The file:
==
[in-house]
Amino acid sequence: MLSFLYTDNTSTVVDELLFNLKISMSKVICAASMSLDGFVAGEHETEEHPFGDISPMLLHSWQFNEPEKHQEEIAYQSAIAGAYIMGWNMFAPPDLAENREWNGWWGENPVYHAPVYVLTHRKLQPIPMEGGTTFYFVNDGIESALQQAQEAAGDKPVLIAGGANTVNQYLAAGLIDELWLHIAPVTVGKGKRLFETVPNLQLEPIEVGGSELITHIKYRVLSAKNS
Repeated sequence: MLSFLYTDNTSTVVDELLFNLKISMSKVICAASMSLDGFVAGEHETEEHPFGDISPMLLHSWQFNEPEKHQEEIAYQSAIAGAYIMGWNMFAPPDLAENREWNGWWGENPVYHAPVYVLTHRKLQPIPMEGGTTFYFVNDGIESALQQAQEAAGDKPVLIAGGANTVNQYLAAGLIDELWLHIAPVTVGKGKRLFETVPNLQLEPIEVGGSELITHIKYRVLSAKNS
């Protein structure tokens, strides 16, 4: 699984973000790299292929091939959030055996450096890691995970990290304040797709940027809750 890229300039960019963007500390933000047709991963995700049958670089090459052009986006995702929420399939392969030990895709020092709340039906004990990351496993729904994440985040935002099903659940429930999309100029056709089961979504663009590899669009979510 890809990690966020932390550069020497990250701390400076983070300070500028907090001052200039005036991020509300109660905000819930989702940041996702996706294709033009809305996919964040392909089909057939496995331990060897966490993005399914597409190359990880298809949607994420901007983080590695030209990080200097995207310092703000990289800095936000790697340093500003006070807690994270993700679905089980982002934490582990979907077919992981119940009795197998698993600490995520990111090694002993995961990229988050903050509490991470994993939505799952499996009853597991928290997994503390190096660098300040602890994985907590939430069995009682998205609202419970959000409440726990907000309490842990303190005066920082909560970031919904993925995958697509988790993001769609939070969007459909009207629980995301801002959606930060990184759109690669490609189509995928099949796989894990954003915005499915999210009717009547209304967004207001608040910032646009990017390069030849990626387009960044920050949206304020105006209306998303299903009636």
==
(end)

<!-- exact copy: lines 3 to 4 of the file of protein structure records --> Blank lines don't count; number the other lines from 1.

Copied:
Repeated sequence: MLSFLYTDNTSTVVDELLFNLKISMSKVICAASMSLDGFVAGEHETEEHPFGDISPMLLHSWQFNEPEKHQEEIAYQSAIAGAYIMGWNMFAPPDLAENREWNGWWGENPVYHAPVYVLTHRKLQPIPMEGGTTFYFVNDGIESALQQAQEAAGDKPVLIAGGANTVNQYLAAGLIDELWLHIAPVTVGKGKRLFETVPNLQLEPIEVGGSELITHIKYRVLSAKNS
């Protein structure tokens, strides 16, 4: 699984973000790299292929091939959030055996450096890691995970990290304040797709940027809750 890229300039960019963007500390933000047709991963995700049958670089090459052009986006995702929420399939392969030990895709020092709340039906004990990351496993729904994440985040935002099903659940429930999309100029056709089961979504663009590899669009979510 890809990690966020932390550069020497990250701390400076983070300070500028907090001052200039005036991020509300109660905000819930989702940041996702996706294709033009809305996919964040392909089909057939496995331990060897966490993005399914597409190359990880298809949607994420901007983080590695030209990080200097995207310092703000990289800095936000790697340093500003006070807690994270993700679905089980982002934490582990979907077919992981119940009795197998698993600490995520990111090694002993995961990229988050903050509490991470994993939505799952499996009853597991928290997994503390190096660098300040602890994985907590939430069995009682998205609202419970959000409440726990907000309490842990303190005066920082909560970031919904993925995958697509988790993001769609939070969007459909009207629980995301801002959606930060990184759109690669490609189509995928099949796989894990954003915005499915999210009717009547209304967004207001608040910032646009990017390069030849990626387009960044920050949206304020105006209306998303299903009636």